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With regard to the choice between a close-focusing 8x32 and the Pentax Papilio (as brought up by Alan), I find the image quality and comfort of use at distances under 8 feet or so to be much better with the Papilio than with my Eagle Optics 8x32 Platinum Ranger (which focus to under 3.5 feet), Zeiss 8x32 FL (which focus to 5 feet), or Bausch & Lomb 8x42 Elite (older style, which focus to 4.5 feet). That said, with some adjustment of the interpulillary distance, the Zeiss and B&L are quite good at their closest focus. I don't like the EO Rangers despite their excellent close focus--their image quality outside the center of the field is so lacking that at close distances (in which case only the inner edge portions of the left and right fields overlap), the binocular image is not easy on the eyes, and I would have the same concern with the Minox 8x32.

What is there to look at with the Papilio at 20, or, for me, 18 inches? All sorts of things of course, but I admit that it is a very different universe than the domain of traditional binoculars. The Papilio is almost a categorically new device that meets a different set of needs when used at its closest focus distance--it is a sort of long-distance, binocular loupe. When it comes to butterflies, its great innovation isn't so much the 18 inch close focus, but the very comfortable 6, 5, 4, 3 etc foot close focus operation. Many hairstreaks and small skippers are difficult to identify with certainty or to appreciate fully with binoculars at 6 feet. I find that when I have found such a butterfly and I am carrying binos that can only focus down to 6 feet that I want a closer view/larger image (even if I can make the ID at 6 feet), which necessitates getting MUCH closer (a foot or less away) using my naked eyes before the image is superior to what I achieved using the binos at 6 feet. I other words, there is no payoff in terms of a better view of approaching a butterfly to closer than 6 feet until I am approaching the close-focusing limit of my eyes. Since many butterflies can be approached easily to within 6, 5, 4, 3 feet, it is annoying to have them fly off before I have successfully approached to 1 foot, at which point I might have had a better look. With the Papilio, one doesn't have to set down the binoculars to attempt the super-close approach, and at distances of 2-4 feet (which many butterflies tolerate), it offers a view that can only be matched by looking at a captured/pinned butterfly with a hand lens.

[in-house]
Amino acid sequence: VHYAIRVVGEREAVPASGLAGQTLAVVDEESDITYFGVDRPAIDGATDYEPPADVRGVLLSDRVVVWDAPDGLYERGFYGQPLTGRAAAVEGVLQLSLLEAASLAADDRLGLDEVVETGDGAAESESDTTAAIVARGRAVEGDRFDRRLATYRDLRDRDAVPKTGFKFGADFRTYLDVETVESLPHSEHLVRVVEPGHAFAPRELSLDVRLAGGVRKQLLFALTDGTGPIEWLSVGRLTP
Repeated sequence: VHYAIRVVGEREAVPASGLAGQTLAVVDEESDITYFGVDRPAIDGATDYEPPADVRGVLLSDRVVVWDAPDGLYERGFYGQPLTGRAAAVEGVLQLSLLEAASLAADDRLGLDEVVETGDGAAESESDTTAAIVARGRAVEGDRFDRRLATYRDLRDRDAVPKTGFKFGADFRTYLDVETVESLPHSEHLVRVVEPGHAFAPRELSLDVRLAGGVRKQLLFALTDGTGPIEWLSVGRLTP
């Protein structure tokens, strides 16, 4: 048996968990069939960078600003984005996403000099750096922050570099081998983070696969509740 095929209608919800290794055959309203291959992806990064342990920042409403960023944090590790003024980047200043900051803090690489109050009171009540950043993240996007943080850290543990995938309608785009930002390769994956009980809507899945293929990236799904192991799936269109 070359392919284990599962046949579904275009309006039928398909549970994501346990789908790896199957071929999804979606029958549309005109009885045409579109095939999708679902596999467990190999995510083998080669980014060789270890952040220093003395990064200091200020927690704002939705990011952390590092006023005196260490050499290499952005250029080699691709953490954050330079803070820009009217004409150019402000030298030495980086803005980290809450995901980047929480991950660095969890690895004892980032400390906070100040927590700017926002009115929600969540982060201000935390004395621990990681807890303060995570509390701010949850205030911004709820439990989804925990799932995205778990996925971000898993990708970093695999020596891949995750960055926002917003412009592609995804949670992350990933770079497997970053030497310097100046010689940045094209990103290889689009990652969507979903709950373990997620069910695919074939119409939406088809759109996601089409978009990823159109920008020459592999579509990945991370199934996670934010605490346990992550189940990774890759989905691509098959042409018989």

Since this is a birding discussion group, let me add that I much prefer full and 2/3 size binos for birding and other demanding viewing at moderate to great distances, so for combination serious birding with serious butterflying, I would choose the Zeiss 8x32 FL over the Papilio, or I would use a full size binocular and carry the Papilio without its strap in a case on my belt (One nice feature of the Papilio is that the neckstrap can be removed/attached in a few seconds).

--AP

P.S. With respect to the Papilio's focus knob, yes, it does make 3 complete revolutions between 18 inch and infinity focus, but it is a small circumference knob which operates very smoothly (yet with no play), so I can spin it quite quickly with my first or second finger. I find focusing from one focus limit to the other to be faster and less aggravating than I do with my (old focus ratio) Swarovski 8.5x42 EL (with 7 foot close focus).

Last edited by Alexis Powell : Tuesday 19th April 2005 at 18:57. Reason: add comment on focus knob travel
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Old Tuesday 19th April 2005, 19:10   #8
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I am debating getting myself a pair. I am not really a butterfly watcher but the 6.5 version has the combination of a wide fov and long enough eye relief to work for me and not get tunnel vision. I wish the 8.5s had a wider field because that would seem a better magnification for my intended purposes (casual birding and sporting events). I dunno, I used a 7x for a while, would 6.5x be that much worse?
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Old Thursday 21st April 2005, 16:36   #9
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Has anyone had the chance to compare the Papilio to the BL/Bushnell Custom compacts as of yet?
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Old Thursday 21st April 2005, 23:33   #10
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Alexis Powell wrote, in part, "What is there to look at with the Papilio at 20, or, for me, 18 inches? All sorts of things of course, but I admit that it is a very different universe than the domain of traditional binoculars. The Papilio is almost a categorically new device that meets a different set of needs when used at its closest focus distance--it is a sort of long-distance, binocular loupe. ..."

I suspect the existance and ownership of such instruments will reveal a wealth of things to look at. The wide availablility of quality astronomical telescopes capable of low power, wide field views of the sky has made for a greater awareness of the objects in the sky that benefit from such capabilities.

Under sunny skies, Alan
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Old Friday 22nd April 2005, 00:53   #11
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Robert,